The great train debate is not just a minor contretemps between the small-state supporters and scorners. It is one that has implications for millions of people everyday.
You may have read other authors on this site extol the virtues of privatisation of long-distance rail and evidence this by demonstrating how it has improved the train system in Britain. Indeed it has; the frequency of trains on key long-distance routes such as London to Manchester was generally one or fewer per hour under British Rail, now there are three trains per hour on the same route. The current system has delivered laudable results and one of the best safety records in the world.
But some of the worst elements of the nationalised system remain. A single franchise operator can still have monopoly control and the track is still owned by the state. When Jeremy Corbyn got stuck on a train after Labour Party conference, it was the nationalised company that failed to get him home.
Indeed, in many ways we continue to have a nationalised system. One that’s not just prone to failure, but designed to fail. Fail the government, taxpayers, monopoly franchise operators and passengers alike. The government pays a high political price for handing out contracts that fail and takes the flak for services not delivered. Taxpayers who never get on the trains end up subsidising white elephant projects because private companies are locked out of building new track and new lines to meet demand. Train operators get stuck in overspecified contracts that become unprofitable and can drag them into bankruptcy. Passengers don’t get a choice of service, a properly premium option, or the ability to use the market to meet their preferences.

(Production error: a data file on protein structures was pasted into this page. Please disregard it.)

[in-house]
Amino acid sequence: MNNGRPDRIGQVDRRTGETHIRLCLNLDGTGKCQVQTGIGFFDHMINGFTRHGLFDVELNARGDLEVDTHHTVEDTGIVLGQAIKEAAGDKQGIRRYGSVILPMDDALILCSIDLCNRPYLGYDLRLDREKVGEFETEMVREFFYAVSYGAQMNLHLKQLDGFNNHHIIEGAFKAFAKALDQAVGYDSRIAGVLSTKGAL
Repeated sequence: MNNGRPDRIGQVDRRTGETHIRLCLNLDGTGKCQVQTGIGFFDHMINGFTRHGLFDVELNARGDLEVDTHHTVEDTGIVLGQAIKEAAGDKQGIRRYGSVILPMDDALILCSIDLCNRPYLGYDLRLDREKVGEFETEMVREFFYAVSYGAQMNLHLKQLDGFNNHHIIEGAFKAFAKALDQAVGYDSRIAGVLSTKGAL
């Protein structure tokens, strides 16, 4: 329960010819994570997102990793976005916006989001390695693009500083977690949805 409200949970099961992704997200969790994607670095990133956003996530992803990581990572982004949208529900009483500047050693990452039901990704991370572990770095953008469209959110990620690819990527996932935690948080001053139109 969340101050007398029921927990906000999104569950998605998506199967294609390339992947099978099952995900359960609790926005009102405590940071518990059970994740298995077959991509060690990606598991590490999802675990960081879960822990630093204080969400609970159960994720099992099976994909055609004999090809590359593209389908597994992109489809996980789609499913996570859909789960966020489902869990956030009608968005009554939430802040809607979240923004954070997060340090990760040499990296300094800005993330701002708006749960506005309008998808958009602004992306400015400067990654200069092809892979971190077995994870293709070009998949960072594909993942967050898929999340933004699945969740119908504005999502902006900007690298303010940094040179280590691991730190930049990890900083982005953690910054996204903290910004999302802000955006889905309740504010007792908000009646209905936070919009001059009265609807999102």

In other words, there is still a lot of room for improvement; privatisation is only transformative in increasing standards because it leads to competition.
Right now, the system we have is an obstacle to increased competition between operators on the same route. There are loss-making routes’ such as Northern Rail, which receives a subsidy from the government or local authorities for delivering services. There are profitable routes, like the West Coast Mainline run by Virgin, which pay a premium to the government agreed prior to the contract being awarded. The premiums often increase over time depending on the projected growth of the franchise.
These franchise terms create entrepreneurial inertia. Premium payments are often so inflexible that there is a culture of risk-aversion and little scope to invest in innovation.